As of December 2014, states where medical marijuana is legal no longer have to worry about federal drug agents raiding retail operations. Hidden within a 1000+ page spending measure, Congress essentially approved lifting the federal ban on medical marijuana, stating that federal agents were banned from such raids.
The provision has been enacted law roughly one year after the Obama administration directed federal prosecutors to stop enforcing drug laws that contradict state marijuana policies. Since this directive, federal agents have been limited to targeting medical marijuana retailers and growers who are violating other federal laws, such as money laundering or fraud.
The District of Columbia, along with 32 states have legalized the use of medical marijuana and marijuana related substances. While these laws began to pass in states as early as the 1990’s, it has long remained illegal under Federal Law until now.
While these 32 state laws vary in scope and definition, they share many common features. For example, most states require patients who want access to medical marijuana to apply and be approved for a registration or ID card.
Requirements vary in each state, however generally these cards require for a patient to seek approval from a doctor. Once a patient has received doctor approval and has received their ID card, they can purchase and even grow personal batches of medical marijuana. ID Cards are usually granted by a government agency and require annual renewal.
It does not appear that the federal government currently intends to regulate medical marijuana. It has left any such regulations and procedures up to each state for the meantime. However, the federal government’s change in stance on prosecuting medical marijuana is signifying a larger change in the tide of acceptance of medical marijuana. However, not much guidance has been given to businesses and employers on what to do with the current rise in medical marijuana usage.
Given these new developments, what should an employer know about terminating employees for medical marijuana usage?
Some states, although authorizing termination or discipline for marijuana use or intoxication, prohibit discrimination against individuals on the basis of their being medical marijuana registration cardholders. However, many state laws have created exemptions for employers to restrict any use of marijuana in the workplace or premises. In additions, these laws also usually prohibit an employee from being intoxicated on the job, whether or not the usage was within work hours or on the premises. Some jurisdictions, such as California, have case law supporting an employer’s right to terminate an employee who tests positive for marijuana.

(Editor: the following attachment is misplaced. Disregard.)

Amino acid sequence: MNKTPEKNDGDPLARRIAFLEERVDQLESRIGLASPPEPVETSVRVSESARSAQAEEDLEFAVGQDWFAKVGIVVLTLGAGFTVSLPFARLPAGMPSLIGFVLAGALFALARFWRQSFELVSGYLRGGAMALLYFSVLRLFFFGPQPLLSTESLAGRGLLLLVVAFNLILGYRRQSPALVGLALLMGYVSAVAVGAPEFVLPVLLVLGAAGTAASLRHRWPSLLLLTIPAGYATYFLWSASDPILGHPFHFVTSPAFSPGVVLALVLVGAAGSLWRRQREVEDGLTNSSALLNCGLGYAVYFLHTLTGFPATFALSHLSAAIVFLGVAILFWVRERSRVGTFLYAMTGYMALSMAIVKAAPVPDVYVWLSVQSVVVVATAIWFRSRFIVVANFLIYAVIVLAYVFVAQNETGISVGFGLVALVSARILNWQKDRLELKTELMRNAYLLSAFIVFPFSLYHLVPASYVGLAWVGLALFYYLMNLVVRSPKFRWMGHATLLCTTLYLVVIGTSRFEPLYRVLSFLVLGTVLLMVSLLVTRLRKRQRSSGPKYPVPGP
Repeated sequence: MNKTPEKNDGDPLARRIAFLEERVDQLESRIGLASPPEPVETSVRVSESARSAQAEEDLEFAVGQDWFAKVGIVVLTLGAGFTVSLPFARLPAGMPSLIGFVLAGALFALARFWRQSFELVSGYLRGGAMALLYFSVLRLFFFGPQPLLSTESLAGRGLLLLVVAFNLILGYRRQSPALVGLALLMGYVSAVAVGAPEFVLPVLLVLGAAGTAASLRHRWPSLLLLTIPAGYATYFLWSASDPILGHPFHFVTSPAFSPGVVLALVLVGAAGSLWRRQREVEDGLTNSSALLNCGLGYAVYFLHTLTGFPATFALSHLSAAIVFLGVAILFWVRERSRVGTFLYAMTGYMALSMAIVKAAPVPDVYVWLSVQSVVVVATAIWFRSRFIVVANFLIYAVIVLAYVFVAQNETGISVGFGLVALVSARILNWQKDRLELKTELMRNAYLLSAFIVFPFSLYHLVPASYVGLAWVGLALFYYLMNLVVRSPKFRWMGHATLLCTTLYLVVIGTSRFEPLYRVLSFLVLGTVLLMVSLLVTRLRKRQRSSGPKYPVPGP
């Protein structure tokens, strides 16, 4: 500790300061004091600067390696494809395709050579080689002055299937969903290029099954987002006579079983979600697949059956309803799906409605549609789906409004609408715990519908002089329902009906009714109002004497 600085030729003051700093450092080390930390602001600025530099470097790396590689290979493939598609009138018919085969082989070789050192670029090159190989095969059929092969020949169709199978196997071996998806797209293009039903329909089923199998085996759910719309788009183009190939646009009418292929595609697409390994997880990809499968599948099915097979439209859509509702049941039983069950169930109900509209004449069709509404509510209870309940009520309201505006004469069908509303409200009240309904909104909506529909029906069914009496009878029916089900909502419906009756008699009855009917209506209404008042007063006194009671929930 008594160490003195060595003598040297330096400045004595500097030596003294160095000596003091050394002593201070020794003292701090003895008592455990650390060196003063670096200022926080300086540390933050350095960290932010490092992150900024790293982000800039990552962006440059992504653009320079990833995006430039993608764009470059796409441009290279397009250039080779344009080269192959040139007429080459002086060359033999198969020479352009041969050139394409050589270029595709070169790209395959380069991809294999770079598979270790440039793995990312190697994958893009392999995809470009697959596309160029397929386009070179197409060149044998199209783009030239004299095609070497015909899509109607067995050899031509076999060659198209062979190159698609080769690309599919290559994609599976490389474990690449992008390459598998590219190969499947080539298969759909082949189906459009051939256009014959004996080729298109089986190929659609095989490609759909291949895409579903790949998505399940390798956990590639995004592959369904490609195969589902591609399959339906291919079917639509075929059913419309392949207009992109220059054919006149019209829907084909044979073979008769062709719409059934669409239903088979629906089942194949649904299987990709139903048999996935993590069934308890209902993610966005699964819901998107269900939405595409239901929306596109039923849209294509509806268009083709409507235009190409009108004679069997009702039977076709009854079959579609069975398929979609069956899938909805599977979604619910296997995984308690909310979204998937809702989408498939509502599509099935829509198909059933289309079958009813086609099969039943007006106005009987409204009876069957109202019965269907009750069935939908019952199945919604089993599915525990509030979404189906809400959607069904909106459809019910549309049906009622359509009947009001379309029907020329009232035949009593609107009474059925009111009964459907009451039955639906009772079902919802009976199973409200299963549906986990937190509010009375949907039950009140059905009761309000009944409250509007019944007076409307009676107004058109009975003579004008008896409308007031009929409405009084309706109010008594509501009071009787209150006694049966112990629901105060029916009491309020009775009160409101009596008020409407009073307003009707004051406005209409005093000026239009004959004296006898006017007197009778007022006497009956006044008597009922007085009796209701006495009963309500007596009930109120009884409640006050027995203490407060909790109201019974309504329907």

However, it still remains unclear if an employer can terminate an employee for use of medical marijuana with a valid prescription during non-employment hours, with the potential to create a wrongful termination lawsuit. Currently, Arizona, Minnesota and Delaware have enacted laws that prevent employers from firing an employee for a positive marijuana drug test if the employee holds a valid medical marijuana card. However, other western states like California, Oregon, Montana and Washington have enacted laws stating that employers are allowed to enforce a zero-tolerance drug policy at the workplace regardless of whether the state currently stands on medical and recreational marijuana.
Federal laws further complicate matters in this area. For example, under the Americans With Disabilities Act (ADA), illegal drug use is not generally protected for accommodation as its own illness. But as a legally-prescribed painkiller that is legal under state but not federal law, the protection of workers using medical marijuana is not at all a given. Many state courts over the last three years, including courts in California, have ruled that employers do not need to accommodate workers who use marijuana medically. Moreover, any employees of the federal government will fall under federal law, not their own states with regards to medical marijuana. Thus, even an employee who is a valid medical marijuana user in Arizona may still lose their job pursuant to federal law.